Coronavirus restrictions to ease through spring and summer; Testing widely available
With reporting by Byron Mühlberg and Janene Pieters.
The Dutch government announced plans to begin reopening the Netherlands, starting on May 11 with the opening of some close contact professions, and the gradual easing of restrictions will follow throughout the summer. If all goes well, by September 1 the government hopes to begin allowing events with large audiences, including festivals, concerts, and professional football matches, but that will be decided at a later date.
Football, contact sports, and indoor sports associations will be allowed to schedule matches without an audience in September, and fitness centers, saunas, sports club canteens, and casinos may all be able to begin again from September 1. The government also said sex workers would likely be allowed to start work again in September, and confirmed earlier reports that masks would be required on public transportation.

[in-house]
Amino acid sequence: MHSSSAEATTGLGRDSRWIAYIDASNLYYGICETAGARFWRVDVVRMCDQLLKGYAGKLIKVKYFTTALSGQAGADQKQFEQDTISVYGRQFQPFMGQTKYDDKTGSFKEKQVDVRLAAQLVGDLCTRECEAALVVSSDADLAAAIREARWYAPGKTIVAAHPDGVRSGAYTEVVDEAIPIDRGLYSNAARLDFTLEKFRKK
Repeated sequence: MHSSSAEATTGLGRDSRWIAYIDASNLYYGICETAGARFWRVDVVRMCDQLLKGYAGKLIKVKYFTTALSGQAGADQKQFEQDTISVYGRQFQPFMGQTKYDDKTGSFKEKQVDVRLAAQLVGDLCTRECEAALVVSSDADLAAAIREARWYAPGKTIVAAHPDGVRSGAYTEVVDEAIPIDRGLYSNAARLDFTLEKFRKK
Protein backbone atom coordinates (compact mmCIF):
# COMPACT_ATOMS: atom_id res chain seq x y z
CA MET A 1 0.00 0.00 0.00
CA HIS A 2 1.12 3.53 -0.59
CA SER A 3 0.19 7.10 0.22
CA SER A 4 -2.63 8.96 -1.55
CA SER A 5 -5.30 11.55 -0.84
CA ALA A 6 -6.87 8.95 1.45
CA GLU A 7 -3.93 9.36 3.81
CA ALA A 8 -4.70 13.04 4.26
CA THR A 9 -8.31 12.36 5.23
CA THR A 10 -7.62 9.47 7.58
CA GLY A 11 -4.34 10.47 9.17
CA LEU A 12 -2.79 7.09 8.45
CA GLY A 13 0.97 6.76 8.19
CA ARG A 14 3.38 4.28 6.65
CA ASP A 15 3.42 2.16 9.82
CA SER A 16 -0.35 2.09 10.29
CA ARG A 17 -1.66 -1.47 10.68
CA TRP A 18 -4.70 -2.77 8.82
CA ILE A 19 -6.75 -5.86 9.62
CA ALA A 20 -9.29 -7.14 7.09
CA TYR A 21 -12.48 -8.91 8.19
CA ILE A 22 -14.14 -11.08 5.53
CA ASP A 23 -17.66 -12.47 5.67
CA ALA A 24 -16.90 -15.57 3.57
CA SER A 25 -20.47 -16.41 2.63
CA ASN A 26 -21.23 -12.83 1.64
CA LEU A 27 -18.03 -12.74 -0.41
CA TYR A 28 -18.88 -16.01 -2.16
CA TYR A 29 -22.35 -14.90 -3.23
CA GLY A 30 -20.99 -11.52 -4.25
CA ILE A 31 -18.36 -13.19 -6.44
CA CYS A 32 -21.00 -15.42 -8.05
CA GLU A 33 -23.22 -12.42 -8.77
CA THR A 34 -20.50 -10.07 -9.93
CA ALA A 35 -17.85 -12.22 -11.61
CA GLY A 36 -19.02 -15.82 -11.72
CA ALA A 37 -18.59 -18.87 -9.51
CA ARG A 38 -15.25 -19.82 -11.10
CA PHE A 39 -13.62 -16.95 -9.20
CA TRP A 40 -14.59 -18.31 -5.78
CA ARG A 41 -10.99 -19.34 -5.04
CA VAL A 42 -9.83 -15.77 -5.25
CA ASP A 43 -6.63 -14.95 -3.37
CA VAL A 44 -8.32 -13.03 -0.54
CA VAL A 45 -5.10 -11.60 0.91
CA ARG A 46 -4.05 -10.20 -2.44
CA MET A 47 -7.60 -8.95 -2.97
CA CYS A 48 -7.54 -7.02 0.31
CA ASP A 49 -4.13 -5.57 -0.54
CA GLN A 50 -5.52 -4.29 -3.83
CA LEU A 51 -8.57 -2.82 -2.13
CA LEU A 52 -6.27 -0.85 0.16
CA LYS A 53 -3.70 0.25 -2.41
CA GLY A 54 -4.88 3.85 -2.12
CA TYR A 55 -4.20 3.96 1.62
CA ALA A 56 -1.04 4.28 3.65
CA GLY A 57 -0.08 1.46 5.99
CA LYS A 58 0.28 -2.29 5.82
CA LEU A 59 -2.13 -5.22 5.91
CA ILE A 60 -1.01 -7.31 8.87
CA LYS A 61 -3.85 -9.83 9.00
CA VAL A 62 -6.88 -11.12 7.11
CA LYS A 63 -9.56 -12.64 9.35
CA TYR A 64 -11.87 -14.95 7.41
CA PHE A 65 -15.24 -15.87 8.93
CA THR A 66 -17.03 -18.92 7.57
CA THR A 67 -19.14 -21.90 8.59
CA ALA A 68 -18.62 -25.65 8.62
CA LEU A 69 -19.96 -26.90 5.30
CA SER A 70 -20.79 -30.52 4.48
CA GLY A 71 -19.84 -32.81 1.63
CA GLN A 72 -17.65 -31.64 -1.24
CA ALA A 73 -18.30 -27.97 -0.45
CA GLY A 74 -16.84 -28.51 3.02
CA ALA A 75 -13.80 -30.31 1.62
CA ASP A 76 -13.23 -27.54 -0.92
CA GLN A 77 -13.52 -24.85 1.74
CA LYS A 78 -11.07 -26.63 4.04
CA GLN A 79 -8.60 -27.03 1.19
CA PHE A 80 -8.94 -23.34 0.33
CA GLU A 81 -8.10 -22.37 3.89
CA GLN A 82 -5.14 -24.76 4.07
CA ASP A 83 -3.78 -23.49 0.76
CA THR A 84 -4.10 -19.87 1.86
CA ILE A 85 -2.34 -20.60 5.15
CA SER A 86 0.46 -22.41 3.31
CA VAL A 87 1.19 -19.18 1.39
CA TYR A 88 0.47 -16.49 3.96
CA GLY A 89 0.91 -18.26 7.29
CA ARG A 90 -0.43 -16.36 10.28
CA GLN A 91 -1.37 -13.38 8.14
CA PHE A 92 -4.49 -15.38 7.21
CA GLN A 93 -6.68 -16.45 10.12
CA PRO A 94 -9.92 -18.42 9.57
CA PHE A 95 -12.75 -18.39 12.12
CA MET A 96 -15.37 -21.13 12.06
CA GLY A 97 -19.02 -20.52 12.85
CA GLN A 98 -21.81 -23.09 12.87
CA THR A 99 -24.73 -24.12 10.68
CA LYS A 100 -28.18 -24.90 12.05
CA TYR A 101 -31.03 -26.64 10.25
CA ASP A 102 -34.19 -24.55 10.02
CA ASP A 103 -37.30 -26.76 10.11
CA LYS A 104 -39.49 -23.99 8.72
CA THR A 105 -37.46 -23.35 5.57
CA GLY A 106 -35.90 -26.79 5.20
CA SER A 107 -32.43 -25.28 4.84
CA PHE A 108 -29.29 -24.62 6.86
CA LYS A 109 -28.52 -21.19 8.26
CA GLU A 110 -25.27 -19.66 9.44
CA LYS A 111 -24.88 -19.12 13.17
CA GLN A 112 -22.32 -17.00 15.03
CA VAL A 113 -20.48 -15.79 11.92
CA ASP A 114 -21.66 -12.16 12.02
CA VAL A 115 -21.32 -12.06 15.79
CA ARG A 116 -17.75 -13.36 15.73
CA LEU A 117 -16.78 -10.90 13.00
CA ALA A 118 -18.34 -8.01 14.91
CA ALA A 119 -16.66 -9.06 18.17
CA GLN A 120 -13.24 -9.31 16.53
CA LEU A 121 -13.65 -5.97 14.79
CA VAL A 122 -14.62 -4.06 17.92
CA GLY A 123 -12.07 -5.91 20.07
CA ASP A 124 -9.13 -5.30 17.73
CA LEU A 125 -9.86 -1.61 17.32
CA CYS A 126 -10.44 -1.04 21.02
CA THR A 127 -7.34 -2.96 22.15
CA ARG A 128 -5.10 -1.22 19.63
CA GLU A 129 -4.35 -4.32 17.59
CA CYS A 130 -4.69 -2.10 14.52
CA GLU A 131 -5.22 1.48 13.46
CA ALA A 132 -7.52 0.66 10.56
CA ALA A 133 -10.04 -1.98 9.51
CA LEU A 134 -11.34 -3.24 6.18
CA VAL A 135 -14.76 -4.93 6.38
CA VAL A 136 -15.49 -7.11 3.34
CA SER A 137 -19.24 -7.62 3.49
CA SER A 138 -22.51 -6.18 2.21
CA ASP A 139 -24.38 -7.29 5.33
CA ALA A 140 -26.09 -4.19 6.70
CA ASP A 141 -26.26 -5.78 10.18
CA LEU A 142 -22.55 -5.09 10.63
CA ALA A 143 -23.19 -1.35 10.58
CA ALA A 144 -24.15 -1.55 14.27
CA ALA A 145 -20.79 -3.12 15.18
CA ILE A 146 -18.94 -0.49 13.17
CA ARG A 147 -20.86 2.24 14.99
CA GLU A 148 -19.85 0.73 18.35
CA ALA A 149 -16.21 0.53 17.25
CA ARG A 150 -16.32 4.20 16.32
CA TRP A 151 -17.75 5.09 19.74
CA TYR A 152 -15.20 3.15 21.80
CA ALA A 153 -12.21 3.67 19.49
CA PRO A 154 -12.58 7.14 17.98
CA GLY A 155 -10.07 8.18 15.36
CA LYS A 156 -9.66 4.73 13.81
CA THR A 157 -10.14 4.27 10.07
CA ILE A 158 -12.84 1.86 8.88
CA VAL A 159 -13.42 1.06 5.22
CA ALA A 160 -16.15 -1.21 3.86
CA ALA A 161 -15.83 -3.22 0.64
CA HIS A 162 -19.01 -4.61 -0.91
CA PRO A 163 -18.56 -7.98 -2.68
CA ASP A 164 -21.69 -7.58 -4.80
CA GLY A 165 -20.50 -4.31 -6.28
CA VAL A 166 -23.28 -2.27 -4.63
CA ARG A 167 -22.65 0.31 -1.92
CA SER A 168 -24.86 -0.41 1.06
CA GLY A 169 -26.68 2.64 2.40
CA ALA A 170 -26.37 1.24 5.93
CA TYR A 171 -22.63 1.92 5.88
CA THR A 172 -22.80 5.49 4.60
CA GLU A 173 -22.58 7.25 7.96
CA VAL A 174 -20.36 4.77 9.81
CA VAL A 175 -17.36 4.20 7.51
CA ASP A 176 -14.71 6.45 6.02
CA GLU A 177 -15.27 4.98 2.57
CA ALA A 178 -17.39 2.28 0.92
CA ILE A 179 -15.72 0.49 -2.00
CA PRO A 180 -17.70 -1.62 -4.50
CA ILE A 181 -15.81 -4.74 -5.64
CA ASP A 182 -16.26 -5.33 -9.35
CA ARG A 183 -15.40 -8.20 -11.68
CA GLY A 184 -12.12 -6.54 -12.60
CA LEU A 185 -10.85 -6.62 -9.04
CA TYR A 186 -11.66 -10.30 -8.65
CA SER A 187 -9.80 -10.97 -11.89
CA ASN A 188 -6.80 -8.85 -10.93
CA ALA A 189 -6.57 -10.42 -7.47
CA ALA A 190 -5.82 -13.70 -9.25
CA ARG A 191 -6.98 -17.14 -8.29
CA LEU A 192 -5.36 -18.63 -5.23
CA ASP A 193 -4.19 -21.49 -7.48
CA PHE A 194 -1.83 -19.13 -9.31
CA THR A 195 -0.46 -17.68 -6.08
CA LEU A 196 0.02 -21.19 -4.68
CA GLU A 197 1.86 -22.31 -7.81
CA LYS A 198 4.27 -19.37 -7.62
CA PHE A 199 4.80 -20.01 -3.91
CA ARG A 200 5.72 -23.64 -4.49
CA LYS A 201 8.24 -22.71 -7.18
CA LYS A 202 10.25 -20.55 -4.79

The plans were announced by Dutch Prime Minister Mark Rutte and Health Minister Hugo de Jonge during a press conference on Wednesday. The press conference followed a meeting of the Cabinet's Outbreak Management Team (OMT), which was set to advise the government on the state of the pandemic in the Netherlands, and the measures in place to slow the spread of the virus.
In order to get to that point, more access to testing will be needed. According to De Jonge, any person showing symptoms of Covid-19 will be able to request a test for coronavirus from June 1, directing people to the government website to find out more. If found to be positive, patients will then be required to wait out in home quarantine for a period of two weeks, during which time the regional branch of health service GGD will investigate with which people the patient had been having contact.
"It feel like it was much longer, but it was just two months ago that I held the first coronavirus press conference," Rutte said. Less than a week after Dutch Prime Minister Mark Rutte praised Spanish Prime Minister Pedro Sanchez for his staged approach to relaxing the strict measures around the coronavirus, Rutte said for the Netherlands, "This is the beginning of a new phase. The beginning of the 1.5-meter society."